• coworking - Coworking is a business services provision model that involves individuals working independently or collaboratively in shared office space.
  • CPE device - A CPE device is telecommunications hardware located at the home or business of a customer.
  • CrackBerry - CrackBerry is a nickname for the BlackBerry handheld device.
  • creative destruction - Creative destruction is a process through which something new brings about the demise of whatever existed before it.
  • cryptocurrency - A cryptocurrency is a digital medium of exchange that uses encryption to secure the processes involved in generating units and conducting transactions.
  • Ctrl-Alt-Delete - In a personal computer with the Windows operating system, Ctrl-Alt-Delete is the combination of keyboard keys that the computer user can press at the same time to terminate an application task or to reboot the operating system (have it shut down and restart itself).
  • Cupertino effect - The Cupertino effect is an erroneous suggestion or replacement by a spellchecker, auto-correct program or smartphone predictive text feature.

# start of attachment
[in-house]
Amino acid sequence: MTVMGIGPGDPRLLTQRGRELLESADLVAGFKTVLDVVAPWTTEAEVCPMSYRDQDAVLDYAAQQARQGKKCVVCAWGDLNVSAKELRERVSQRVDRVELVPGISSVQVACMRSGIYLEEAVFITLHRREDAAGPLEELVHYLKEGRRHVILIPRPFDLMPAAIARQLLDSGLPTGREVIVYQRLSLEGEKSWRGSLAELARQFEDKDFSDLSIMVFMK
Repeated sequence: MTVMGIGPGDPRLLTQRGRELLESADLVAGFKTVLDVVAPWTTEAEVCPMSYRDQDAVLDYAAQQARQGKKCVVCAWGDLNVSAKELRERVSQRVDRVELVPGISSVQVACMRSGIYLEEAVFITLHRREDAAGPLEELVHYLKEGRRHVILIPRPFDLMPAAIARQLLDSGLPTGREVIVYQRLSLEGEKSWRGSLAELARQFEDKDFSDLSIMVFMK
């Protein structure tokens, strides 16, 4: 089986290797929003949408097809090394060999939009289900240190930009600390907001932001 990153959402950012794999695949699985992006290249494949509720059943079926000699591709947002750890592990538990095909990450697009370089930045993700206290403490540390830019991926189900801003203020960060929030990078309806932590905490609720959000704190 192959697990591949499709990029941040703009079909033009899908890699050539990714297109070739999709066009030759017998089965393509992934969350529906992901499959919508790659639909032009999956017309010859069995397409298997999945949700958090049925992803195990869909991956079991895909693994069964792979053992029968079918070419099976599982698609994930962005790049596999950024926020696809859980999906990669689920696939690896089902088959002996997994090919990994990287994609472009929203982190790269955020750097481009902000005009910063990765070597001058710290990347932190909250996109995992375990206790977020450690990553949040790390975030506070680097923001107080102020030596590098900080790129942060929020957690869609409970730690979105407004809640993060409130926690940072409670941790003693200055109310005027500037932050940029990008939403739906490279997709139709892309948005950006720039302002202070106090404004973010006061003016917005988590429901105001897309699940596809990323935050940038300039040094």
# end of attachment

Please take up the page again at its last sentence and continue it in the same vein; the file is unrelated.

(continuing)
• Cyber Monday - Cyber Monday is a marketing event created to promote online sales.
  • D - D is one of two programming languages, Digital Mars D, an object-oriented metaprogramming language, or Microsoft D, a key component of the upcoming Oslo development environment.
  • data cap (broadband cap) - A data cap is a specific amount of mobile data that a user account can access for a given amount of money, usually specified per month.
  • data plan (mobile data plan) - Since the advent of the smartphone made mobile Internet possible, most carriers offer data plans at varying rates based on the amount of data transfer allowed before a data cap is imposed.
  • datacard - A datacard is any removable computer component, approximately the size of a credit card, that contains data, or that contains nonvolatile memory to which data can be written and from which data can be recovered.